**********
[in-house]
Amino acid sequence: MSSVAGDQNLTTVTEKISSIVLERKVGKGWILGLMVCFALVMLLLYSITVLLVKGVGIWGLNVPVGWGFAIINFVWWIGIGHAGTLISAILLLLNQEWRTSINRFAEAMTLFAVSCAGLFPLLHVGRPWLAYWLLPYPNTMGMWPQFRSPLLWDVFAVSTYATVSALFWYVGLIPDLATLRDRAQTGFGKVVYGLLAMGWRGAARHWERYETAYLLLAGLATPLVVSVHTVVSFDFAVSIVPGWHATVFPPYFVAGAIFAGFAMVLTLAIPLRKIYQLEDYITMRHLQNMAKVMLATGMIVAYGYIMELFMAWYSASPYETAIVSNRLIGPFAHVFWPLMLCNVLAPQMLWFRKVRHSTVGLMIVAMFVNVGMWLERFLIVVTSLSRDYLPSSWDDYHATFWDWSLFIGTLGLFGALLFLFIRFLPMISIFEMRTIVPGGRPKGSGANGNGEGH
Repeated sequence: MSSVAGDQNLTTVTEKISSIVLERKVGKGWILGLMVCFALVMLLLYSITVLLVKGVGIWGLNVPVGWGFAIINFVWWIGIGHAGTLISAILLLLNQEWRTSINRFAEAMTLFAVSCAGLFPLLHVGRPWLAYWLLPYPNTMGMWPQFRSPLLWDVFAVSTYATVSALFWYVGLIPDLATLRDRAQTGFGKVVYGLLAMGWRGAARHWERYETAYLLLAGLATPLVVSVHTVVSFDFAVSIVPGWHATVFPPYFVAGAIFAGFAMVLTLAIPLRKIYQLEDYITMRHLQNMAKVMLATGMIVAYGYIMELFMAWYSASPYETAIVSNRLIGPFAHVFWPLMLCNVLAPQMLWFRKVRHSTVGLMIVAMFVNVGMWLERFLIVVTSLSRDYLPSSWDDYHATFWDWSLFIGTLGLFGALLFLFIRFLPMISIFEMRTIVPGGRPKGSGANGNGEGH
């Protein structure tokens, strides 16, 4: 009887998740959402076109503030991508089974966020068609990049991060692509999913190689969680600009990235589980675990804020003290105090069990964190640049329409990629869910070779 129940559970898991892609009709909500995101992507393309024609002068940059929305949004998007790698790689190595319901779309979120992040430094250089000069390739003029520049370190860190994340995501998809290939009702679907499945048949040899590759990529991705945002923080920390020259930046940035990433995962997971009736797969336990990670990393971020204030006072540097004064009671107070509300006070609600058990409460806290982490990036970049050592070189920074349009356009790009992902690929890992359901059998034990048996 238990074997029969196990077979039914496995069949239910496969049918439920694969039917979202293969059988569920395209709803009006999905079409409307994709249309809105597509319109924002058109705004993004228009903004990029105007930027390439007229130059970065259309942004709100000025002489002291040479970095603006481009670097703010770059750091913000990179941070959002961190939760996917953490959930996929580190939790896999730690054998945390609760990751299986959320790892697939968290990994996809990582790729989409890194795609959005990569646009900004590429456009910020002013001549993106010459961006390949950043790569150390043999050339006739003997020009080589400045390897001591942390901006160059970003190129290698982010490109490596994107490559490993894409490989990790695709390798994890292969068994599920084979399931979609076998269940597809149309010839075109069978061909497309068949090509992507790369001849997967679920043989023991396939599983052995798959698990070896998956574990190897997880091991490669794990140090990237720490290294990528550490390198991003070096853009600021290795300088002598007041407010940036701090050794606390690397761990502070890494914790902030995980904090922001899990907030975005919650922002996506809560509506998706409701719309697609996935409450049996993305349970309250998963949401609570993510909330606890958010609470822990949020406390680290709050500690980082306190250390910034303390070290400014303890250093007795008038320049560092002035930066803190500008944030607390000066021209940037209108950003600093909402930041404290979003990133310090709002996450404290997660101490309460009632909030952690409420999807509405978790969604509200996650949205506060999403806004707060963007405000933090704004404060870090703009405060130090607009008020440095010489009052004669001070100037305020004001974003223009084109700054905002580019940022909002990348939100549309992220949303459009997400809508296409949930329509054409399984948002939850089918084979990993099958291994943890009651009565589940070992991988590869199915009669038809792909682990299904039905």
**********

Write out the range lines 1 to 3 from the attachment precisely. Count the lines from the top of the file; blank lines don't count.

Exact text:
[in-house]
Amino acid sequence: MSSVAGDQNLTTVTEKISSIVLERKVGKGWILGLMVCFALVMLLLYSITVLLVKGVGIWGLNVPVGWGFAIINFVWWIGIGHAGTLISAILLLLNQEWRTSINRFAEAMTLFAVSCAGLFPLLHVGRPWLAYWLLPYPNTMGMWPQFRSPLLWDVFAVSTYATVSALFWYVGLIPDLATLRDRAQTGFGKVVYGLLAMGWRGAARHWERYETAYLLLAGLATPLVVSVHTVVSFDFAVSIVPGWHATVFPPYFVAGAIFAGFAMVLTLAIPLRKIYQLEDYITMRHLQNMAKVMLATGMIVAYGYIMELFMAWYSASPYETAIVSNRLIGPFAHVFWPLMLCNVLAPQMLWFRKVRHSTVGLMIVAMFVNVGMWLERFLIVVTSLSRDYLPSSWDDYHATFWDWSLFIGTLGLFGALLFLFIRFLPMISIFEMRTIVPGGRPKGSGANGNGEGH
Repeated sequence: MSSVAGDQNLTTVTEKISSIVLERKVGKGWILGLMVCFALVMLLLYSITVLLVKGVGIWGLNVPVGWGFAIINFVWWIGIGHAGTLISAILLLLNQEWRTSINRFAEAMTLFAVSCAGLFPLLHVGRPWLAYWLLPYPNTMGMWPQFRSPLLWDVFAVSTYATVSALFWYVGLIPDLATLRDRAQTGFGKVVYGLLAMGWRGAARHWERYETAYLLLAGLATPLVVSVHTVVSFDFAVSIVPGWHATVFPPYFVAGAIFAGFAMVLTLAIPLRKIYQLEDYITMRHLQNMAKVMLATGMIVAYGYIMELFMAWYSASPYETAIVSNRLIGPFAHVFWPLMLCNVLAPQMLWFRKVRHSTVGLMIVAMFVNVGMWLERFLIVVTSLSRDYLPSSWDDYHATFWDWSLFIGTLGLFGALLFLFIRFLPMISIFEMRTIVPGGRPKGSGANGNGEGH